On 3/27/2011 11:05 AM, Michael Goins wrote:
> Ideal, quite possibly. Practical and/or necessary for most hams, not
> And how many new hams will see this and think "Wow. There's no way I could
> put up a vertical. I don't know how to braze (or have the money to spend to
> do so)."
Generally speaking, I think most hams probably have a propane torch
around the house. Probably most non hams as well. Map gas tanks that
fit these are readily available. The only problem is the non
standardization of the fittings and threads. You have to pretty much
find tanks to fit the make and possibly model torch you have. Per
volume it's an expensive way to purchase MapGas, but IIRC the last tanks
I saw for the little torches were around $14 to $16 dollars. I'll have
to check next time I make it to the hardware store.
As a comparison I can have my "large" Acetylene tanks refilled for less
than $50 and the full size O2 tank is only $20, or was. It's been a year
since I had both filled. I think the last tank of "cover gas" was only $24.
Now if you have a neighbor with a TIG welder and either a 220 outlet
close enough to use, or a big generator, you could do 50 or 60 radials
to a copper ring in less than 5 minutes...IF the wind isn't blowing.
Using a MIG or TIG welder on a windy day is an exercise in frustration
and maybe excitement. <:-)) No, you are unlikely to be able to use a MIG
welder for this in the first place.
For those who wonder MIG stands for Metal, Inert Gas which is usually an
Argon/CO2 mix. TIG stands for Tungsten, Inert Gas which is usually
Helium and is what we used to call "Heliarc". You can use the arc to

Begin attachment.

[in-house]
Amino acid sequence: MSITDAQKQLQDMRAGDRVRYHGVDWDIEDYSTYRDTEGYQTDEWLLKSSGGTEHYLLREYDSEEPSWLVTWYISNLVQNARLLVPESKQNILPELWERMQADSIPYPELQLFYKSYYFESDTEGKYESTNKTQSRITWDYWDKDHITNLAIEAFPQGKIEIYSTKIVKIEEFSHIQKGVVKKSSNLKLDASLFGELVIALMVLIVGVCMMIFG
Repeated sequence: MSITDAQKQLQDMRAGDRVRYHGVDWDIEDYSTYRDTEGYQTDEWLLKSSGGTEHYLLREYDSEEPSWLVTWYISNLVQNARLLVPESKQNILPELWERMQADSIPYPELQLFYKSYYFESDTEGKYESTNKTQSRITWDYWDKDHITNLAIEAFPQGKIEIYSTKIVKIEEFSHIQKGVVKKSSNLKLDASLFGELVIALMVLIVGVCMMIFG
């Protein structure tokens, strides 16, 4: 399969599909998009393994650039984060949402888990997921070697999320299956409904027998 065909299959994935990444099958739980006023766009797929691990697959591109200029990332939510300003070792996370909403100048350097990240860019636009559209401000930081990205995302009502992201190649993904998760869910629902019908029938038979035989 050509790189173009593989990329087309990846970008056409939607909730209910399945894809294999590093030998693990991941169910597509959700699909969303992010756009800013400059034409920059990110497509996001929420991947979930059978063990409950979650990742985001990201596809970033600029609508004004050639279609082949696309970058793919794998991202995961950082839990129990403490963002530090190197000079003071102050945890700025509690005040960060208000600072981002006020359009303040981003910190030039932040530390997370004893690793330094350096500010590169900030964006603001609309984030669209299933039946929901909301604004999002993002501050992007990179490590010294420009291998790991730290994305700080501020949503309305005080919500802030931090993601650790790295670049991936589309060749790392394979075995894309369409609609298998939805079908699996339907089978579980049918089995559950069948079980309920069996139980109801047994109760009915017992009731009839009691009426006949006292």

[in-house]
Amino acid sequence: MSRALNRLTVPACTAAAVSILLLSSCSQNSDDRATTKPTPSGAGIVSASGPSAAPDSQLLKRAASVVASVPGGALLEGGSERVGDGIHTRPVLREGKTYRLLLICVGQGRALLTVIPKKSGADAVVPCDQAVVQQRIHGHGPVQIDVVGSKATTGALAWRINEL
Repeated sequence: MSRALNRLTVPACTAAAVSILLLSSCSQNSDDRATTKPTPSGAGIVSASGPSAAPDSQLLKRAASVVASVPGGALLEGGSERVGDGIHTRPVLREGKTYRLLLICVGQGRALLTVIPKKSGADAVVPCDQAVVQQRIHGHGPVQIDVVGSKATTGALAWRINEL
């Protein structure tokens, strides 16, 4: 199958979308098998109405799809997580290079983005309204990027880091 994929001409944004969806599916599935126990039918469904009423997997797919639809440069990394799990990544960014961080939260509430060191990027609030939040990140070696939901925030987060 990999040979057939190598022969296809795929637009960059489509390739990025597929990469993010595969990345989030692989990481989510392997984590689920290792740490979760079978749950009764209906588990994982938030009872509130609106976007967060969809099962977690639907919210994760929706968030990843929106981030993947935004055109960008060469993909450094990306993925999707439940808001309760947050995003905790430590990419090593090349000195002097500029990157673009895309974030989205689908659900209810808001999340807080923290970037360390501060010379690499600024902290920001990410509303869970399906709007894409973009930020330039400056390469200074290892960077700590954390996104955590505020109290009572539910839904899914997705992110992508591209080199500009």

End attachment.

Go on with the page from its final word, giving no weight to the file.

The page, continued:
heat the base metal and melt the brazing stick although the learning
curve is a bit steeper than using a torch. With TIG you can even weld
fairly thin Aluminum sheets together.
The sticks of the less expensive silver solder are available at most
welding supply stores.
BTW if you want a BAD case of sticker shock, purchase a full roll of
Kestler multi-core (rosin) solder.
There are literally thousands of hams worldwide with regular soldered
> radials and not all the connections "immediately dissolved into a white
> powder." Radials soldered with silver solder and with regular solder and
> some just clamped and bolted. Depends considerably on whether the radials
> are buried, pinned to the grass, the type of wire and gauge, location of the
> station, acidity/alkalinity of the soil, potential weather, etc.
Here solder seems to slowly evaporate from outdoor connections. It
disintegrates within a year when in the soil. Liquid tape and roofing
tar are very long lived preventives. Even in the ground roofing tar
should last for many years even around here.
OTOH I have never used an intermediate metal between copper, aluminum,
or the galvanizing on the tower legs and have never had a dissimilar
metal problem which seems strange as fast as solder disintegrates.
> Heaven only knows how many hams use commercial or some version of homemade
> radial plates and have never have any issue with them. Me included, and for
> many, many years. When checked with a ratchet and socket occasionally, they
> were all as tight as when I did them initially. And not all of us have
> freeze-thaw-freeze cycles that would ever loosen a connection, or one
> antenna that we put up 30 years ago that we would continue to use (part of
> the fun is using different antennas - at least for some of us).
> Do what works for you. If the soldered connections do seem to deteriorate,
> then do something else, if the antenna is a permanent one. Silver solder,
> use a plate, or possible braze next time. Or elevate the vertical and use a
> counterpoise - often works much better anyway.
> One opinion. Mine.
> mike, k5wmg
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